When coal is mined, processed, or transported, its dust gets into the air, which is why miners get black lung disease. Most coal makes smoke when it is burned, particulate matter that causes breathing problems for people who are exposed to it. A lot of carbon dioxide (CO₂) is emitted from coal fires, relative to the energy produced. Emissions go beyond CO₂, however, and include a variety of toxins. Burning it in the Midwest produced much of the mercury that poisoned the lakes and rivers of New England. Coal ash is toxic, but no really good method of disposal has been developed. So, the ash gets stored in lagoons, which occasionally spill into rivers, poisoning anything living in them.
Natural gas is much better, we have been told by the industry that sells it. And if you limit your observations to coal’s problems and how natural gas compares on those issues, what they say might appear to be true. But natural gas has its own problems, and many scientists who have investigated the effects on the environment say natural gas is nearly as bad as coal. Some say it is worse.
Using natural gas at a building means that it must be piped in. Since natural gas is very flammable and pipes sometimes leak, every once in a while, some building blows up. Really. In 2018, over 40 houses in the Merrimack Valley exploded or burned in a short time, because the pressure in the gas main spiked, causing the gas to leak in many homes.
The methane (CH₄) in natural gas has nearly no smell, so companies add ethyl mercaptan to it to make it smell really bad. That way, people will notice leaks in homes. Unfortunately, most of the homes that burned in the Merrimack Valley did not have anyone home at the time, so nobody noticed the problem. The up side of this was that only one person was killed.
Natural gas leaks are amazingly widespread. Boston University students drove every street of the city in a specially equipped car, and they found 3,300 leaks, most of which were quite small. When scientists did a follow-up study to check the results, they found more.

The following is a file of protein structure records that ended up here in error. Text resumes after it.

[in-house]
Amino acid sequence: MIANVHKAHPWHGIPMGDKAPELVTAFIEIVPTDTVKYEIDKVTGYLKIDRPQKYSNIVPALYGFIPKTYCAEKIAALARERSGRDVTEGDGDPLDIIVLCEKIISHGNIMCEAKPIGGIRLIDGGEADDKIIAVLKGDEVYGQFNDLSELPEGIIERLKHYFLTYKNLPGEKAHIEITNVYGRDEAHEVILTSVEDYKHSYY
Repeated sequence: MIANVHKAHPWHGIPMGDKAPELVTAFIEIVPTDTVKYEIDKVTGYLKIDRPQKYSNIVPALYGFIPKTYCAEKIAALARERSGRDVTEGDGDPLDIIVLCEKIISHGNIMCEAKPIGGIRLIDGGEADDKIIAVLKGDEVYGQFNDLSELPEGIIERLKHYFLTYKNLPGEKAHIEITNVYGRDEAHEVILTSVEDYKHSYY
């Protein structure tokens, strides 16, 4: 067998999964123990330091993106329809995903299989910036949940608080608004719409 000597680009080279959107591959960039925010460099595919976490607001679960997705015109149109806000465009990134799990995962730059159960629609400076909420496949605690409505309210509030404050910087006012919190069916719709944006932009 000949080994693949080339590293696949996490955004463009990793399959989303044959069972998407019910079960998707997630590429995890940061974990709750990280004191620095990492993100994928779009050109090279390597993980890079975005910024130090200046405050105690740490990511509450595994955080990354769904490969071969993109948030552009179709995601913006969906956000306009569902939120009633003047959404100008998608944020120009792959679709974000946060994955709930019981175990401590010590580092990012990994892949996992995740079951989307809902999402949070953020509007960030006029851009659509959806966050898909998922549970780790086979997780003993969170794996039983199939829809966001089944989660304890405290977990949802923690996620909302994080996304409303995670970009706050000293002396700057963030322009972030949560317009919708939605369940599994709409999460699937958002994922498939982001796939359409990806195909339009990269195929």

Natural gas leaks are not just a fire hazard. CH₄ that escapes into the environment is about 84 times as potent as CO₂ as a greenhouse gas over a twenty-year span. And Boston’s problem is not the worst of it. Natural gas leaks happen in the gas fields, especially where fracking has been done. The oil and gas companies sometimes say they are not losing much gas in the fields, but carefully conducted studies show the leaks are a multiple of what they admitted.
Long distance pipes leak and so do storage facilities. Since depleted oil wells and caverns left after salt was removed from salt domes are used for storage, the amounts that can be in a storage facility can be huge. The Aliso Canyon gas leak of 2015 released about 100,000 tons of natural gas from this type of underground storage.
In addition to being a powerful greenhouse gas, the CH₄ in natural gas is a powerful toxin. Trees near small CH₄ leaks sometimes die because of them. Animals can also suffer and die, including human beings.
One of the interesting aspects of natural gas is its place in the market. Historically, huge profits have been made with drilling, extracting, and selling natural gas. Of late, that has not been true. Wall Street observers have called the oil and gas industry one of the worst investments a person can make. The Dow Jones Oil & Gas Index is off about 50% from what it was four years ago, despite help from the federal government. And that index just represents the larger companies; small companies have had far worse problems.
Some larger companies in the oil and gas sector have been looking at ways to improve their business plans. One way they have tried to do this is to move from selling fuels to making plastics from oil. But plastics are so bad for the environment that they are not likely to make more money in the future.
Another possibility is to use skills in slightly different fields. One of these is the manufacture of green hydrogen (see the article on this page). Another is for those with experience on offshore drilling to work in the offshore wind industry. Danish Oil and Natural Gas switched its focus entirely to renewable energy, especially offshore wind power. Renamed Ørsted, it recently announced that it had no fossil fuels assets left at all. And Ørsted, unlike the companies that remain in oil and gas, is making money.